The prelaunch news conferences also have moved to Monday, Jan. 5, at the agency’s Kennedy Space Center in Florida. All briefings, which are subject to a change in time, will air live on NASA TV and the agency’s website.

The first briefing of the day will air at noon and cover the Cloud-Aerosol Transport System (CATS) Earth science instrument headed to the space station. Participants for this briefing will be:

Julie Robinson, ISS Program chief scientist at NASA’s Johnson Space Center in Houston
Colleen Hartman, deputy director for science at NASA’s Goddard Space Flight Center in Greenbelt, Maryland
Robert J. Swap, program scientist with the Earth Science Division at NASA Headquarters in Washington
Matthew McGill, CATS principal investigator at Goddard

The second briefing will air at 1:30 p.m. and cover some of the numerous science investigations headed to the space station. Participants for the science briefing will be:

Julie Robinson, NASA’s ISS Program chief scientist
Kenneth Shields, director of operations and education for the Center for the Advancement of Science in Space
Cheryl Nickerson, Micro-5 principal investigator at Arizona State University
Samuel Durrance, NR-SABOL principal investigator at the Florida Institute of Technology in Melbourne

The final briefing will air at 4 p.m. and provide up-to-date information about the launch. Participants for the prelaunch briefing will be:

Mike Suffredini, NASA’s ISS Program manager
Hans Koenigsmann, vice president for Mission Assurance at SpaceX
Maj. Perry Sweat, U.S. Air Force’s 45th Weather Squadron at Cape Canaveral Air Force Station in Florida

An on-time launch on Jan. 6 will result in the Dragon spacecraft arriving at the space station on Thursday, Jan. 8. Expedition 42 Commander Barry “Butch” Wilmore of NASA will use the station’s 57.7-foot robotic arm to reach out and capture Dragon at approximately 6 a.m. Flight Engineer Samantha Cristoforetti of the European Space Agency will support Wilmore as they operate from the station’s cupola. NASA TV coverage of grapple will begin at 4:30 a.m. Coverage of Dragon’s installation to the Earth-facing port of the Harmony module will begin at 8:15 a.m.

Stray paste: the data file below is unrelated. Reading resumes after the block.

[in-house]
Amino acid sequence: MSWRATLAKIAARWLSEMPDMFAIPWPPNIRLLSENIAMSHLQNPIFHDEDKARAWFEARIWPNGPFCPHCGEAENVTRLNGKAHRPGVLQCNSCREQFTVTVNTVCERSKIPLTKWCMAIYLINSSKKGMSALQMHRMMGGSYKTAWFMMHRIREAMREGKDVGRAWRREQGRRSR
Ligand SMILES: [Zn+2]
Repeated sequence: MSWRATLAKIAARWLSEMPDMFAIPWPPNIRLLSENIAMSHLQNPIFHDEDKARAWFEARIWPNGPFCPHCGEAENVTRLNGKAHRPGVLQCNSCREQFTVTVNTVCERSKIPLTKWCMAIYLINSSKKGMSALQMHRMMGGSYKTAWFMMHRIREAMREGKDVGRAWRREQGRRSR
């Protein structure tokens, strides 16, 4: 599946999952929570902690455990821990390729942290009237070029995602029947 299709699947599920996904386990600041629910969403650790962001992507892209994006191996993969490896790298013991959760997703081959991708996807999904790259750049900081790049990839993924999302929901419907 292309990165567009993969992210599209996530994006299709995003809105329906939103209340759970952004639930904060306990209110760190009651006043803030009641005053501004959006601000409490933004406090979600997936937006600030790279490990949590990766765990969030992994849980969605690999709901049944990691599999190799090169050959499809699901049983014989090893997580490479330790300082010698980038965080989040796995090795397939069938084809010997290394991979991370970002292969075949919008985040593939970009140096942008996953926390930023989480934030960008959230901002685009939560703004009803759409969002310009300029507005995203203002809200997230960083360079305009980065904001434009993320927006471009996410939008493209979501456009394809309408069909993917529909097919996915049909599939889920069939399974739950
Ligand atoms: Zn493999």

Reporters who wish to participate by telephone must call Kennedy’s newsroom at 321-867-2468 no later than 15 minutes before the start of each briefing. Those following along on social media may ask questions using the hashtag #askNASA.

For an updated schedule of prelaunch briefings, events and NASA TV coverage, visit:

For launch countdown coverage, NASA’s launch blog, and more information about the mission, visit:

For NASA TV schedule and video streaming information, visit:

For more information about the International Space Station, visit:


The Student Spaceflight Experiments Program (SSEP) is a program of the National Center for Earth and Space Science Education (NCESSE) in the U.S., and the Arthur C. Clarke Institute for Space Education internationally. It is enabled through a strategic partnership with NanoRacks LLC, working with NASA under a Space Act Agreement as part of the utilization of the International Space Station as a National Laboratory. SSEP is the first pre-college STEM education program that is both a U.S. national initiative and implemented as an on-orbit commercial space venture.

The Smithsonian National Air and Space Museum, Center for the Advancement of Science in Space (CASIS), and Subaru of America, Inc., are National Partners on the Student Spaceflight Experiments Program.